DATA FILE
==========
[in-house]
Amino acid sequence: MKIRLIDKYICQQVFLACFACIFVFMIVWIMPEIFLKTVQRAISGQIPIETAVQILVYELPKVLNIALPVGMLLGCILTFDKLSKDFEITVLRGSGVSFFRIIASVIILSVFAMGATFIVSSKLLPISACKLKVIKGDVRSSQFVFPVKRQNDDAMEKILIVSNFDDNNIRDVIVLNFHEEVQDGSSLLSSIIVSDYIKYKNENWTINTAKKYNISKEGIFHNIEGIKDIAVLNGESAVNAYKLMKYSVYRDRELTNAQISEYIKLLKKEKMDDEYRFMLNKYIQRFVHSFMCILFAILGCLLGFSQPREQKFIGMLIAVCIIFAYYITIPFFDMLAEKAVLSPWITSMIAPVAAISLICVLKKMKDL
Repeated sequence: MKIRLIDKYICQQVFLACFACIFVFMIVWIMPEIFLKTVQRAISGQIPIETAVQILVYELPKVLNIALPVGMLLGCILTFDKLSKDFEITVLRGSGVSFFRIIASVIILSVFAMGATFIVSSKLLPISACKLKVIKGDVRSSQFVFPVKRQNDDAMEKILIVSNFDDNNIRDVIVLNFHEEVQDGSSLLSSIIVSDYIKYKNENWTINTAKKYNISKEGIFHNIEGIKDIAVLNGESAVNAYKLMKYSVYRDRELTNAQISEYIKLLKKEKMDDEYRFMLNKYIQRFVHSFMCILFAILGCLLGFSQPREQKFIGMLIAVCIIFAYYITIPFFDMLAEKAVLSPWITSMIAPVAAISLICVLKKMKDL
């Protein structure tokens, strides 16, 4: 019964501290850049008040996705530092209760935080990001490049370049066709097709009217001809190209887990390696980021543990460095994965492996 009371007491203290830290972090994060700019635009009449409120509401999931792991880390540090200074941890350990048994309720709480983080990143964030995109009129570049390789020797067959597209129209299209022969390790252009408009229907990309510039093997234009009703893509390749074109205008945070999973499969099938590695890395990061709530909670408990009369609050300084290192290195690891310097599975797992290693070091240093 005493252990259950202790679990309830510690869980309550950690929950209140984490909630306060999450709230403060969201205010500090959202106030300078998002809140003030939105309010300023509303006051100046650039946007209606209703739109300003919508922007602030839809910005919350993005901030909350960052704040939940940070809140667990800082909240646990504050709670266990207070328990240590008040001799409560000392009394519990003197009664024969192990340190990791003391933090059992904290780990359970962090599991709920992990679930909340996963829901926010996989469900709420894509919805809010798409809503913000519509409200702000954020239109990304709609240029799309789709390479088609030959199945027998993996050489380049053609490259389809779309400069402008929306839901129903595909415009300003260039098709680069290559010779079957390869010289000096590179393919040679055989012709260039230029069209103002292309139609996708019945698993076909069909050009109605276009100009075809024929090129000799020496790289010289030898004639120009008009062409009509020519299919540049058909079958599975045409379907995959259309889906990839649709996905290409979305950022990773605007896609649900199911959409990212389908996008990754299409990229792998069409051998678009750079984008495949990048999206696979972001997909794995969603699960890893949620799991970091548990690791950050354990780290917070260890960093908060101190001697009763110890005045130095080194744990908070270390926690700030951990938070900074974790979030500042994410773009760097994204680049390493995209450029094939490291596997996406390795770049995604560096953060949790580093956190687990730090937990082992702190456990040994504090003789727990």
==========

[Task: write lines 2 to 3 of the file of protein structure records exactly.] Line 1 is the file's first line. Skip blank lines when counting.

Amino acid sequence: MKIRLIDKYICQQVFLACFACIFVFMIVWIMPEIFLKTVQRAISGQIPIETAVQILVYELPKVLNIALPVGMLLGCILTFDKLSKDFEITVLRGSGVSFFRIIASVIILSVFAMGATFIVSSKLLPISACKLKVIKGDVRSSQFVFPVKRQNDDAMEKILIVSNFDDNNIRDVIVLNFHEEVQDGSSLLSSIIVSDYIKYKNENWTINTAKKYNISKEGIFHNIEGIKDIAVLNGESAVNAYKLMKYSVYRDRELTNAQISEYIKLLKKEKMDDEYRFMLNKYIQRFVHSFMCILFAILGCLLGFSQPREQKFIGMLIAVCIIFAYYITIPFFDMLAEKAVLSPWITSMIAPVAAISLICVLKKMKDL
Repeated sequence: MKIRLIDKYICQQVFLACFACIFVFMIVWIMPEIFLKTVQRAISGQIPIETAVQILVYELPKVLNIALPVGMLLGCILTFDKLSKDFEITVLRGSGVSFFRIIASVIILSVFAMGATFIVSSKLLPISACKLKVIKGDVRSSQFVFPVKRQNDDAMEKILIVSNFDDNNIRDVIVLNFHEEVQDGSSLLSSIIVSDYIKYKNENWTINTAKKYNISKEGIFHNIEGIKDIAVLNGESAVNAYKLMKYSVYRDRELTNAQISEYIKLLKKEKMDDEYRFMLNKYIQRFVHSFMCILFAILGCLLGFSQPREQKFIGMLIAVCIIFAYYITIPFFDMLAEKAVLSPWITSMIAPVAAISLICVLKKMKDL